• Irritability, restlessness
  • Loss of interest in activities or hobbies once pleasurable, including sex
  • Overeating or appetite loss
  • Persistent sad, anxious, or “empty” feelings
  • Thoughts of suicide or death


In addition to support from a psychologist, there are a number of strategies that can assist patients in improving their psychological and emotional wellbeing in the face of chronic pain. These include:

1. Keep them active

Pain, or the fear of pain, may mean people stop doing participating in meaningful activities. It important to keep engaged in these things – even though patients may worry they will trigger pain, or they might not be feeling motivated to do them. (If they have stopped doing a favourite activity for some time, they may need to get their body moving again. SLOWLY.) Low impact exercise such as stretching, yoga, walking and swimming can also be beneficial for physical and emotional wellbeing and pleasant experiences produce endorphins which can help people cope with pain.

2. Get them to know their triggers

Figuring out the triggers that worsen patient’s pain/depression symptoms can be important steps to take. Knowing these may:

  • Help them cope when they’re triggered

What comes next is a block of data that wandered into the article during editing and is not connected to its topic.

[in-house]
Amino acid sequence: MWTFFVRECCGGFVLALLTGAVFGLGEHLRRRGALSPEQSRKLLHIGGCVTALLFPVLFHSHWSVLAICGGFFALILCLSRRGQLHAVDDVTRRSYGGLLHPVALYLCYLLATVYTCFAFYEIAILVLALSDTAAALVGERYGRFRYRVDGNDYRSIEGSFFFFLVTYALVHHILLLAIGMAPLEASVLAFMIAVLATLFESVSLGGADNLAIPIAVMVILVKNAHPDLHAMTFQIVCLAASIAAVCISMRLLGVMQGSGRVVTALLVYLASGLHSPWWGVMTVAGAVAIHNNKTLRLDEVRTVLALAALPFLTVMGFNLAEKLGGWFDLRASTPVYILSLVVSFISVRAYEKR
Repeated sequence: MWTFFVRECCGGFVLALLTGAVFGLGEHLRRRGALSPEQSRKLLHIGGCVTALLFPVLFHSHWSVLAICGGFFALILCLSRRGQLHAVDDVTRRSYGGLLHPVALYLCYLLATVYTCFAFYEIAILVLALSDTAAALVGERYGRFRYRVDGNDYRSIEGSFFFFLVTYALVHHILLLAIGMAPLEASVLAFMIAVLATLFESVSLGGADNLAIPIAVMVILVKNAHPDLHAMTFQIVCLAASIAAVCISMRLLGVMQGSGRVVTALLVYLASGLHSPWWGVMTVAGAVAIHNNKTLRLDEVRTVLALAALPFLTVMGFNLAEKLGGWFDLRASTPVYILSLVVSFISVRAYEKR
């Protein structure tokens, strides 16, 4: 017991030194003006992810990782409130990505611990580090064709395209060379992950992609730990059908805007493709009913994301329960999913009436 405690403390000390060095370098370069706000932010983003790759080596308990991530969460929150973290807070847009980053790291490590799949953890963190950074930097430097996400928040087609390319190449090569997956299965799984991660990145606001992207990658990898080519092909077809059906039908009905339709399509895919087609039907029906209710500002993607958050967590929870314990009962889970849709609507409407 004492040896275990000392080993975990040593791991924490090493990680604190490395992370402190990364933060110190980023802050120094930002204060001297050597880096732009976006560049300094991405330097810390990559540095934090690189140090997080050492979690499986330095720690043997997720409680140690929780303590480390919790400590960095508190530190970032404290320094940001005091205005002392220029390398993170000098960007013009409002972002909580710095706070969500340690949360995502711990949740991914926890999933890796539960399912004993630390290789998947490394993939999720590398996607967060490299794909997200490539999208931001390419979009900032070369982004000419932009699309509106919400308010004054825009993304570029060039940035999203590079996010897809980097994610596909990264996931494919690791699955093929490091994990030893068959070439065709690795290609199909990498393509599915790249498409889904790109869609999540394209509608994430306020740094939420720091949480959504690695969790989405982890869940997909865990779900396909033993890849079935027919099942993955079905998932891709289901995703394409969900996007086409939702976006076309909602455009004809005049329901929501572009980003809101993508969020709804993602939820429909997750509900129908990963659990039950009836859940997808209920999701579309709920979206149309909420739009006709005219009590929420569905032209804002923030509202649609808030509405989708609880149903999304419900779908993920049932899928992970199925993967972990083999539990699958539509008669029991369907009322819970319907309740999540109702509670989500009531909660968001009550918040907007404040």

• Reduce the likelihood of pain flare-ups and depression spirals
  • Help them feel more in control over their experiences.

3. Get them to feel safe

Engaging in activities that make patient’s feel calm, relaxed and happy. These emotions tell the system that its safe, and that being on high alert is not necessary. Over time, sensitivity will decrease.

4. Get them to be self-kind

Remembering that high standards can often be unrealistic. Remind patients that they’re doing the best they can in their current situation. With the right kinds of support, including Psychotherapy, many people can learn ways to effectively manage their pain.

5. Get them to create a routine

Develop and maintain an eating, sleeping, and exercising routine. A schedule should also include valued and meaningful activities. A routine can carry patients through stressful times.

6. Get them to make social connections.